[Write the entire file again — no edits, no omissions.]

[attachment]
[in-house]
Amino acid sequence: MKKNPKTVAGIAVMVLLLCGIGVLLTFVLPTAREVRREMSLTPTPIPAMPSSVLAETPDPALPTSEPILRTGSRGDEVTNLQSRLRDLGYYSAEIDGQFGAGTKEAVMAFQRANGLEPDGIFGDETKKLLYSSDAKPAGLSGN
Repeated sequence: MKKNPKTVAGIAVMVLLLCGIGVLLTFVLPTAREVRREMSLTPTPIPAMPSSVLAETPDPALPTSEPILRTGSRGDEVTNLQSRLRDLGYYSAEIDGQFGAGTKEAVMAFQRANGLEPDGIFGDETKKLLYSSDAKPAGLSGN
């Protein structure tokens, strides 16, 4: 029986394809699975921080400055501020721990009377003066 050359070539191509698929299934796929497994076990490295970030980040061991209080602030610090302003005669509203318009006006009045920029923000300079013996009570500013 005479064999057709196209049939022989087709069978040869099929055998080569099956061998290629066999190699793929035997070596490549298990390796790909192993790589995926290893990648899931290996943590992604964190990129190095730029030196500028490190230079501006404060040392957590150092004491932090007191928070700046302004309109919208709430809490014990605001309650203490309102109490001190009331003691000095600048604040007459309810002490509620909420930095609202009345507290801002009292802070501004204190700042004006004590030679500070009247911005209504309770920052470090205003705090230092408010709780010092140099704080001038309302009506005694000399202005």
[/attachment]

[in-house]
Amino acid sequence: MKKNPKTVAGIAVMVLLLCGIGVLLTFVLPTAREVRREMSLTPTPIPAMPSSVLAETPDPALPTSEPILRTGSRGDEVTNLQSRLRDLGYYSAEIDGQFGAGTKEAVMAFQRANGLEPDGIFGDETKKLLYSSDAKPAGLSGN
Repeated sequence: MKKNPKTVAGIAVMVLLLCGIGVLLTFVLPTAREVRREMSLTPTPIPAMPSSVLAETPDPALPTSEPILRTGSRGDEVTNLQSRLRDLGYYSAEIDGQFGAGTKEAVMAFQRANGLEPDGIFGDETKKLLYSSDAKPAGLSGN
């Protein structure tokens, strides 16, 4: 029986394809699975921080400055501020721990009377003066 050359070539191509698929299934796929497994076990490295970030980040061991209080602030610090302003005669509203318009006006009045920029923000300079013996009570500013 005479064999057709196209049939022989087709069978040869099929055998080569099956061998290629066999190699793929035997070596490549298990390796790909192993790589995926290893990648899931290996943590992604964190990129190095730029030196500028490190230079501006404060040392957590150092004491932090007191928070700046302004309109919208709430809490014990605001309650203490309102109490001190009331003691000095600048604040007459309810002490509620909420930095609202009345507290801002009292802070501004204190700042004006004590030679500070009247911005209504309770920052470090205003705090230092408010709780010092140099704080001038309302009506005694000399202005």